Chandler Parsons

Southwest Notes: Parsons, Holiday, Mbah a Moute, Ginobili

Chandler Parsons has given the Grizzlies a few reasons for optimism, writes Michael Wallace of Parsons continued to battle knee problems in the second season of a four-year, $94MM contract, but he appeared in 36 games, two more than a year ago, and may have reached 50 if the team hadn’t fallen out of contention so quickly, Wallace adds.

Former coach David Fizdale switched Parsons to power forward and reduced his playing time early in the season, but that changed when J.B. Bickerstaff took over, and Parsons was able to spread the floor and use his playmaking skills. He also shot a career-best .421 from 3-point range.

“I had moments this year where I felt good and felt like myself, and I had moments where the soreness and stiffness were just too much,” Parsons said. “I want to play. I want to be healthy. And I’m doing everything in my power to get there.”

There’s more from the Southwest Division:

  • In taking a 2-0 series lead over Portland, the Pelicans are getting the production they were counting on from Jrue Holiday when they re-signed him to a five-year, $126MM deal last summer, notes Mark Schwarz of ESPN. Holiday had 33 points and nine assists Tuesday as New Orleans won its second straight road game. “I may be a bit biased, but if you can tell me a better two-way player in the league right now, I’m willing to listen,” Pelicans coach Alvin Gentry said. “But what we ask him to do and the things we ask him to do offensively, he was just great tonight.”
  • Rockets forward Luc Mbah a Moute is healing quickly after dislocating his shoulder late in the season, relays Jonathan Feigen of The Houston Chronicle. Mbah a Moute hinted that he might be able to play against Minnesota if the first-round series lasts long enough. “I wouldn’t say ‘no.’ But I also want to be smart and do the right thing,” he said. “It’s feeling better. Continue to do the rehab, get the strength back and see what happens.”
  • LeBron James isn’t the only NBA player being targeted by billboards, writes Tom Orsborn of The San Antonio Express-News. An “Uno Mas Manu” billboard has been posted near downtown San Antonio, urging Manu Ginobili to return for another season. “I don’t know why, ‘One more?’” he joked. “What’s up? I was thinking about signing a five-year deal, and now they are throwing me down. Very disappointing.” Ginobili, 41, recently said he will take some time this offseason before deciding whether to play a 17th season.

Grizzlies Sign Omari Johnson, Cut Marquis Teague

The Grizzlies have made a roster change today, announcing in a press release that they’ve signed forward Omari Johnson to a multiyear contract. To create an opening on the roster, Memphis has waived guard Marquis Teague.

Johnson, 28, went undrafted out of Oregon State in 2011 and has played for a variety of professional teams since then, spending time in Canada, Spain, and Lithuania, as well as in the G League. This season, the 6’9″ forward has played for the Grizzlies’ NBAGL affiliate, the Memphis Hustle, averaging 16.5 PPG and 6.4 RPG with a .460/.418/.824 shooting line in 44 games.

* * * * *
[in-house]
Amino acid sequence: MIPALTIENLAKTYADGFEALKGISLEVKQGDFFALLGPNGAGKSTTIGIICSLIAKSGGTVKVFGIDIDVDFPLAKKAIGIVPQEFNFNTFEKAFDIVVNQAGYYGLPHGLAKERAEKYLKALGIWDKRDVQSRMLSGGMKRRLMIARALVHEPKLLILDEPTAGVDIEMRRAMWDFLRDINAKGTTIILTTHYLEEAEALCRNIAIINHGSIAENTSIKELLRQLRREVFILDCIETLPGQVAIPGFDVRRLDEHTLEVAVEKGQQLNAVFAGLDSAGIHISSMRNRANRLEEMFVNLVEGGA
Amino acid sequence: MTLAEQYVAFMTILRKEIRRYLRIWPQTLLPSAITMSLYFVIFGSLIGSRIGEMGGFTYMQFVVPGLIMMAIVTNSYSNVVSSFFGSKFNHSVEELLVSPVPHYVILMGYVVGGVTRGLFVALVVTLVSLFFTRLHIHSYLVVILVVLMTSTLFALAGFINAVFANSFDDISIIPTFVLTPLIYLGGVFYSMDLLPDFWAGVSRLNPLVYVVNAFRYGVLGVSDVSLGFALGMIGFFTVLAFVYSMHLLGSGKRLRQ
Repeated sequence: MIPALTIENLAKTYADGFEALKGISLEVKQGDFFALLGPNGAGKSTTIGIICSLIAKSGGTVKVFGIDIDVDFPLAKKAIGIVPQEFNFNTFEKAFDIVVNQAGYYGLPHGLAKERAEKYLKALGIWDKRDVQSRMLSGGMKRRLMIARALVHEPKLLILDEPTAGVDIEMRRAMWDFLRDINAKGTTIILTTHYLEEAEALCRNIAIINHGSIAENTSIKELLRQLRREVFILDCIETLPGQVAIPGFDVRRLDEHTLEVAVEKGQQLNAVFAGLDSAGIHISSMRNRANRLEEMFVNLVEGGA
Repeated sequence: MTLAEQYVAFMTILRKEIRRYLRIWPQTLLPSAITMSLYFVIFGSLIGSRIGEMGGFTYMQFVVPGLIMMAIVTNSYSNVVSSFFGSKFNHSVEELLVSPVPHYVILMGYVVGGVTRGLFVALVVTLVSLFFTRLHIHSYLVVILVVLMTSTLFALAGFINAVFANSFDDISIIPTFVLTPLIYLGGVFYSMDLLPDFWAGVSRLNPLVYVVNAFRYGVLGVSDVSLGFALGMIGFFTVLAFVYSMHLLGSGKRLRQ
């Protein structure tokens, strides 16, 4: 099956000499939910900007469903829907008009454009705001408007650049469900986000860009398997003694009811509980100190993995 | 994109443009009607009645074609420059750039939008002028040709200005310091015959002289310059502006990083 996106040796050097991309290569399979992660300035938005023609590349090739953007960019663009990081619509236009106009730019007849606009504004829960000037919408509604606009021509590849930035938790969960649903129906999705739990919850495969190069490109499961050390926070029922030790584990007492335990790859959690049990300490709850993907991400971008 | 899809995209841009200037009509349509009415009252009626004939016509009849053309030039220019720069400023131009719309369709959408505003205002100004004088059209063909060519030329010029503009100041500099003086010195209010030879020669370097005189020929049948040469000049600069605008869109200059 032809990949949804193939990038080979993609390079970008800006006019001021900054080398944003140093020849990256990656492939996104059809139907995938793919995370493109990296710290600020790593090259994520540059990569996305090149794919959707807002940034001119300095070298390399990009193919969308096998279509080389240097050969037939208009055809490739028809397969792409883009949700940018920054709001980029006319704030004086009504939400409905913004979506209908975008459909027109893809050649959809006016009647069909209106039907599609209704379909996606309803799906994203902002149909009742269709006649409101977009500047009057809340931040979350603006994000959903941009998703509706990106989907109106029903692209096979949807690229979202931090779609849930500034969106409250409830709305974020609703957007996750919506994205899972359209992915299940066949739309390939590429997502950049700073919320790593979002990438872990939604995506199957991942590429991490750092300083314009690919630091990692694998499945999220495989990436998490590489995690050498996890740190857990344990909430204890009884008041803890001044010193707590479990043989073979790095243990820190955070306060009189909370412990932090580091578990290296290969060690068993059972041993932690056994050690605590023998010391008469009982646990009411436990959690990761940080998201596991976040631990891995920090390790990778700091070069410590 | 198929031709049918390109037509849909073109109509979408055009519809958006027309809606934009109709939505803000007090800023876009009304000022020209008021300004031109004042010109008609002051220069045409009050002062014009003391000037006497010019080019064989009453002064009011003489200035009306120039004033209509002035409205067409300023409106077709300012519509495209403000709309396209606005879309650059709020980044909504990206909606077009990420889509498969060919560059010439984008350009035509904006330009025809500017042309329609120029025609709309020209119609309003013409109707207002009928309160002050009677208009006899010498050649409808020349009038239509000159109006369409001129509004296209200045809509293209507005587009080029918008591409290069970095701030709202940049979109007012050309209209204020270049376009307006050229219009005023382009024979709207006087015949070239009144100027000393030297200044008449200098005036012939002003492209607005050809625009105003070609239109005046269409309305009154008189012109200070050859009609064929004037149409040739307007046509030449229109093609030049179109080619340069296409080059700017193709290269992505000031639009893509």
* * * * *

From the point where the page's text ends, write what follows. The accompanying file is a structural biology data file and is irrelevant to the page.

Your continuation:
Johnson’s salary for 2018/19 will be non-guaranteed, notes Michael Wallace of (Twitter link).

As for Teague, he only signed his rest-of-season deal with the Grizzlies three days ago, so his stint on a standard contract didn’t last long. Memphis may have preferred to get a longer look at a forward instead of Teague this summer after signing another guard – MarShon Brooks – to a multiyear deal today. Or the Grizzlies may have simply wanted to reward Teague with an NBA salary despite him not being a part of their long-term plans.

It’s also worth noting, according to Wallace (Twitter links), that the Grizzlies will be without forwards Jarell Martin (ankle) and Chandler Parsons (knee) for the season’s final four games, creating a need for some frontcourt depth. Wayne Selden (knee) will miss the rest of the season too, Wallace notes.

Southwest Notes: Green/Paul, Aldridge, Ginobili, Parsons

Late in Sunday night’s win over Minnesota, Gerald Green of the Rockets shoved Timberwolves big man Gorgui Dieng into the stands in retaliation for Dieng pushing Chris Paul to the floor after being fouled

Green was ejected, causing Paul to speak out on his behalf, telling Rockets‘ beat writer Jonathan Feigen of the Houston Chronicle that he would take care of any fine levied against Green by the league. Said Green, “I’m just trying to be there for my teammate. I saw something happen and I reacted. I paid the consequences for it. I learned my lesson, got ejected, try not to do that again, and hopefully we’re going to move forward from this.”

Despite Green’s contrition, the league announced today that it has fined the Rockets swingman $25K for the incident, with no word yet on whether or not Paul with stay true to his word and foot the bill for Green coming to his defense.

There’s more coming out of the Southwest Division: